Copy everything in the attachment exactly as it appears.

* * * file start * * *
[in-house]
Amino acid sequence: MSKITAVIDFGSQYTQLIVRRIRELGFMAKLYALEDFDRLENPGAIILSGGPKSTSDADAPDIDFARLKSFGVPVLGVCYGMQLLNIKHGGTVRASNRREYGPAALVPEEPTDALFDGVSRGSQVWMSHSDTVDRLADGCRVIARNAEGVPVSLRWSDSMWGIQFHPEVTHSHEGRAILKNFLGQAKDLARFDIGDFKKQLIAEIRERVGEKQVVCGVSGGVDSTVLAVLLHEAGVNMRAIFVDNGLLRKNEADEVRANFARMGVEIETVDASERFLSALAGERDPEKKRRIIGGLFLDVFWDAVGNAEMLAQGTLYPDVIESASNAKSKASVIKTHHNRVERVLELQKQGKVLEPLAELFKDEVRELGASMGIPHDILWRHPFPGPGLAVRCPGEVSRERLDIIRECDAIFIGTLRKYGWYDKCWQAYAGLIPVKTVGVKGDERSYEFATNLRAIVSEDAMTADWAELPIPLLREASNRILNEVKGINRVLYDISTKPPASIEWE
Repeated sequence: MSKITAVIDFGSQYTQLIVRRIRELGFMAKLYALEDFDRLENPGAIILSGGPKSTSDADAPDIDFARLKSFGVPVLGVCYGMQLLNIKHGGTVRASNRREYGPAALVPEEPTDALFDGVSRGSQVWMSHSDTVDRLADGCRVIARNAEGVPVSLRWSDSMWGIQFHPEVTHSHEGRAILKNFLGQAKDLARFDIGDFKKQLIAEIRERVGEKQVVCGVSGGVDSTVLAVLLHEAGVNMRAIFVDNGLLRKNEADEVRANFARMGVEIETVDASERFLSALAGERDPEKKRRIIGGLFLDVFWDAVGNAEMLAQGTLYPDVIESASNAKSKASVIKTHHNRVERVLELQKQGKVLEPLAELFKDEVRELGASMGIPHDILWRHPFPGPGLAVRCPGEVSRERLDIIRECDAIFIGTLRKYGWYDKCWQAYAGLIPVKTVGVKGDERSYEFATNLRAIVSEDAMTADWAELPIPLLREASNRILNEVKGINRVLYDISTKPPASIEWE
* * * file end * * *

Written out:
[in-house]
Amino acid sequence: MSKITAVIDFGSQYTQLIVRRIRELGFMAKLYALEDFDRLENPGAIILSGGPKSTSDADAPDIDFARLKSFGVPVLGVCYGMQLLNIKHGGTVRASNRREYGPAALVPEEPTDALFDGVSRGSQVWMSHSDTVDRLADGCRVIARNAEGVPVSLRWSDSMWGIQFHPEVTHSHEGRAILKNFLGQAKDLARFDIGDFKKQLIAEIRERVGEKQVVCGVSGGVDSTVLAVLLHEAGVNMRAIFVDNGLLRKNEADEVRANFARMGVEIETVDASERFLSALAGERDPEKKRRIIGGLFLDVFWDAVGNAEMLAQGTLYPDVIESASNAKSKASVIKTHHNRVERVLELQKQGKVLEPLAELFKDEVRELGASMGIPHDILWRHPFPGPGLAVRCPGEVSRERLDIIRECDAIFIGTLRKYGWYDKCWQAYAGLIPVKTVGVKGDERSYEFATNLRAIVSEDAMTADWAELPIPLLREASNRILNEVKGINRVLYDISTKPPASIEWE
Repeated sequence: MSKITAVIDFGSQYTQLIVRRIRELGFMAKLYALEDFDRLENPGAIILSGGPKSTSDADAPDIDFARLKSFGVPVLGVCYGMQLLNIKHGGTVRASNRREYGPAALVPEEPTDALFDGVSRGSQVWMSHSDTVDRLADGCRVIARNAEGVPVSLRWSDSMWGIQFHPEVTHSHEGRAILKNFLGQAKDLARFDIGDFKKQLIAEIRERVGEKQVVCGVSGGVDSTVLAVLLHEAGVNMRAIFVDNGLLRKNEADEVRANFARMGVEIETVDASERFLSALAGERDPEKKRRIIGGLFLDVFWDAVGNAEMLAQGTLYPDVIESASNAKSKASVIKTHHNRVERVLELQKQGKVLEPLAELFKDEVRELGASMGIPHDILWRHPFPGPGLAVRCPGEVSRERLDIIRECDAIFIGTLRKYGWYDKCWQAYAGLIPVKTVGVKGDERSYEFATNLRAIVSEDAMTADWAELPIPLLREASNRILNEVKGINRVLYDISTKPPASIEWE